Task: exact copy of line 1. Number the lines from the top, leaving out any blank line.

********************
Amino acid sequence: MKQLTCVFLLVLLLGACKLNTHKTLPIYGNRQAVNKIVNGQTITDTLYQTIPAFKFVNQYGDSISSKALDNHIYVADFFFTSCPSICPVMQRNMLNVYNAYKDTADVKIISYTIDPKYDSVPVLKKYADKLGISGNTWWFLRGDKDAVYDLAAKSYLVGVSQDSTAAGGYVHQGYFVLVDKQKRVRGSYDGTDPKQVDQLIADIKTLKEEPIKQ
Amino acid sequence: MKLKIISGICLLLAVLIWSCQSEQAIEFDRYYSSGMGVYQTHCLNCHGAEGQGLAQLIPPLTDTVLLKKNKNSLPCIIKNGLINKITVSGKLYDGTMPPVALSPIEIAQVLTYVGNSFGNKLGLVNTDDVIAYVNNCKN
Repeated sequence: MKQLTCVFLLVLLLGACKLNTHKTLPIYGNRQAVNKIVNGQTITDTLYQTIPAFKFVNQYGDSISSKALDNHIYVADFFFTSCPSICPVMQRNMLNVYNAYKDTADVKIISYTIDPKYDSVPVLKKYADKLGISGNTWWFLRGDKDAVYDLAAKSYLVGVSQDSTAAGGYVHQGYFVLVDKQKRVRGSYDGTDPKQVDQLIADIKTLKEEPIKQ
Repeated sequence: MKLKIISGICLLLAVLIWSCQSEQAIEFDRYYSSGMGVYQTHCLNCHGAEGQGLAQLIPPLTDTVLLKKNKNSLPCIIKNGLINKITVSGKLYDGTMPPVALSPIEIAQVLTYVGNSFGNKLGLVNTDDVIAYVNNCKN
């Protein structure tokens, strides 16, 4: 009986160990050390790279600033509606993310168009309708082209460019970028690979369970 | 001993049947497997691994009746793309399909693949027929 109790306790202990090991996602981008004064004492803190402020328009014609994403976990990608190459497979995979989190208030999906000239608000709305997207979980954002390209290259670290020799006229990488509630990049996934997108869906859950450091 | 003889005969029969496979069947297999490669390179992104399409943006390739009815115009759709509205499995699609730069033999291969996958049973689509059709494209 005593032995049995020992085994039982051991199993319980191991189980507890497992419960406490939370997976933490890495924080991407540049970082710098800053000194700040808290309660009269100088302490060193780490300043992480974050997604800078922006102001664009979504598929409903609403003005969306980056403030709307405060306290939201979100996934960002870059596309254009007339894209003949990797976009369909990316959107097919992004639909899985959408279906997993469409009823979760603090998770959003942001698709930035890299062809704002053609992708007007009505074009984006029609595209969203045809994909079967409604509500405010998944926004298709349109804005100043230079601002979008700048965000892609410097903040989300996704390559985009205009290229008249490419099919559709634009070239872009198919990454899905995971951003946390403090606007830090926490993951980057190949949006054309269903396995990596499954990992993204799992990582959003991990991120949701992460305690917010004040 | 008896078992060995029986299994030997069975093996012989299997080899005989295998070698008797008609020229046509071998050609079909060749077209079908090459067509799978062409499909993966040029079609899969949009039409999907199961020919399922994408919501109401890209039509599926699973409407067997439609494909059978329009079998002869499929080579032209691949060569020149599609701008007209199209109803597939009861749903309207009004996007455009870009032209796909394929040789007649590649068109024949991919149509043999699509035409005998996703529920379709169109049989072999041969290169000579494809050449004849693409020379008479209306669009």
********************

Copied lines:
Amino acid sequence: MKQLTCVFLLVLLLGACKLNTHKTLPIYGNRQAVNKIVNGQTITDTLYQTIPAFKFVNQYGDSISSKALDNHIYVADFFFTSCPSICPVMQRNMLNVYNAYKDTADVKIISYTIDPKYDSVPVLKKYADKLGISGNTWWFLRGDKDAVYDLAAKSYLVGVSQDSTAAGGYVHQGYFVLVDKQKRVRGSYDGTDPKQVDQLIADIKTLKEEPIKQ